I’ve been trying to fire up my right multifidus and right quadratus lumborum. I’ve been doing rows at a cable station on one leg. I’ve gotten to the point that I can feel the muscles contracting.
Does anyone have any words of advice?
My goal is to get to the point where the multifidus and QL function in day to day life without having to think about it. Before I started working on this they weren’t functioning at all.
I went to a physical therapists office to see if they would design a preventative/corrective exercise program to help me get my spinal erectors balanced out and they told me to go see a chiropractor.
I have had a similar problem for a number of years due to disc issues and some nerve damage as well.I started out with my right side definitely atrophied and weaker as well as the entire leg atrophied as well.I found some info and discussed it with some individuals at EliteFTS and it was suggested that to train multifidus use isometric contraction in amanner similar to what you are doing as well as an isometric variation of hyperextensions holding position until tiring then lowering in small increments to hit each segment until each position became fatigued and over time increasing time at each position to increase effect.I also used one legged squats with a bias on my problem side and had pretty good results with this regimen as long as I am consistent and regularly do the exercises.
so it’s something that never goes away?
I’m curious. It’d be nice to not have to do a bunch of corrective/assistance work to balance out my back for the rest of my life.
- learn how to consciously activate the muscles.
- consciously activate the muscles.
- eventually it becomes easier / more automatic.
i read somewhere about starting learning to brace the core (front and back - so abs and mult. pronated and supine. then holding the brace through breathing. then holding the brace through movement (e.g., bird dog stuff pronated or leg / arm / thoracic raise and lower supine). ditto for standing up (altering arm and leg positions while holding steady brace of core. e.g., leg lifts. squat. deadlift. overhead press etc).
but perhaps i’m missing something…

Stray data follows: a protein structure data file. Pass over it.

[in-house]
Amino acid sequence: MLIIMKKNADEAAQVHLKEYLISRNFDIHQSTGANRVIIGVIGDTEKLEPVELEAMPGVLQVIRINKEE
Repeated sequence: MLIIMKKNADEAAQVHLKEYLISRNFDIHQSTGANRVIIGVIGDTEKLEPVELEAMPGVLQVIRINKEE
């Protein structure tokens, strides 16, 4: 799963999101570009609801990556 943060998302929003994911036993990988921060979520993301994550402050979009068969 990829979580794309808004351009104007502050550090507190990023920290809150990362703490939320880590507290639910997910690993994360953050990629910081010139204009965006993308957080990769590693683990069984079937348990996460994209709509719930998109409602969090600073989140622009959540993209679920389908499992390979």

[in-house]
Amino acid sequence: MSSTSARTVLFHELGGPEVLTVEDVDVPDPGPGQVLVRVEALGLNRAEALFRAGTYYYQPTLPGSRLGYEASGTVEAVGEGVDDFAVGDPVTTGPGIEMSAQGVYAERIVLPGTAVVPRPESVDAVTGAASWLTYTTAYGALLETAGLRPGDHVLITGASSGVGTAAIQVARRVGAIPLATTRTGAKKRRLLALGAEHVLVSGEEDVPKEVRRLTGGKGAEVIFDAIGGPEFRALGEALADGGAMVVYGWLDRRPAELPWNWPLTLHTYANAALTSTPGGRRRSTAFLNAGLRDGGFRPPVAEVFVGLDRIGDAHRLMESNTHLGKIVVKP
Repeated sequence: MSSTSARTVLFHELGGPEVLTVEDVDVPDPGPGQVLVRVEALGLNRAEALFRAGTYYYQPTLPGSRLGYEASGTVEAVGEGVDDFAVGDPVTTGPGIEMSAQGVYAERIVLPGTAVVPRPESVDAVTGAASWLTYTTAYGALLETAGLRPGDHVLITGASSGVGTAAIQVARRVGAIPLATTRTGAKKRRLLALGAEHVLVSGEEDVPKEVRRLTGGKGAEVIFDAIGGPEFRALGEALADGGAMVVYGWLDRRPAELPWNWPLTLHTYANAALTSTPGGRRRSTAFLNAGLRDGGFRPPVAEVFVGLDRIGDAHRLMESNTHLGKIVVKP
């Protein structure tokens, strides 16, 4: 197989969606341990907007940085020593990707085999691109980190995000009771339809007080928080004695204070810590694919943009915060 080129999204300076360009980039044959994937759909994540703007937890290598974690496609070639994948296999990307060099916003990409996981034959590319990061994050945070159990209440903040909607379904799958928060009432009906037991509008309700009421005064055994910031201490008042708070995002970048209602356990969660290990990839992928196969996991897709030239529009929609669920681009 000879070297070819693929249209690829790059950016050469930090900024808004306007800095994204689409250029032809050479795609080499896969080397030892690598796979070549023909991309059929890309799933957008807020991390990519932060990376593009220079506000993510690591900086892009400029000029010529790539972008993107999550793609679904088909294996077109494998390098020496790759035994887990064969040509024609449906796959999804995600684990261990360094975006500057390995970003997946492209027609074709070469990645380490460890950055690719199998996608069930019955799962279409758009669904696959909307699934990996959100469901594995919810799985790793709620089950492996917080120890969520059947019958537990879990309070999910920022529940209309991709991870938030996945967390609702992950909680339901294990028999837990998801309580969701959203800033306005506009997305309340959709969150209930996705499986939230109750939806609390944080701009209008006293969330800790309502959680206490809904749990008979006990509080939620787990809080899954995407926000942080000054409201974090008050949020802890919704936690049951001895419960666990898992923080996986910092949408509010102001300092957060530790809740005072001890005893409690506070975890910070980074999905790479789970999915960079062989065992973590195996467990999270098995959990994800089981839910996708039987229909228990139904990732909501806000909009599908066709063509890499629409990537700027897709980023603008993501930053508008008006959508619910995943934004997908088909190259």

oh… uh… why hollow? if someone is going to punch you in the guts would you hollow? what if you had to push something heavy like a car? I’d take a breath in and clench my core.
hit yourself in the stomach. you probably flinched to brace yourself. trouble activating multi? give it a poke. there ya go. hold the contraction.
part of it is about making the conscious decision to move yourself properly. have you ever watched how people put the 20’s back on the squat rack when they put their weights away (ahaha!). most people seem incapable of squatting down to safely put those puppies back where they belong on the lowest peg. most people don’t make the conscious choice to move (squat) properly to put their weights away. automatically… they move wrong.
how do you tie your shoe? why would you prefer to stretch out your lumbar rather than raising your foot to your hands? or why don’t you lunge yourself down or squat?
you have to make conscious decisions to move correctly and eventually it becomes automatic. if you want to know how you should move… it is probably more like how little kids do move (before we fuck them up by giving them chairs and artificial support devices etc). though of course things are complicated since little kids have different relative levers etc etc… but the move probably more like how we are supposed to than how it is that most of us actually do…
Also wondering why you are asking about “abdominal hollowing” which as I understand the term refers to a posteriorly tilted pelvis, forward spinal flexion and often protracted (as well as sometimes depressed) scapulae. Is this the position that you are intending to improve/strengthen?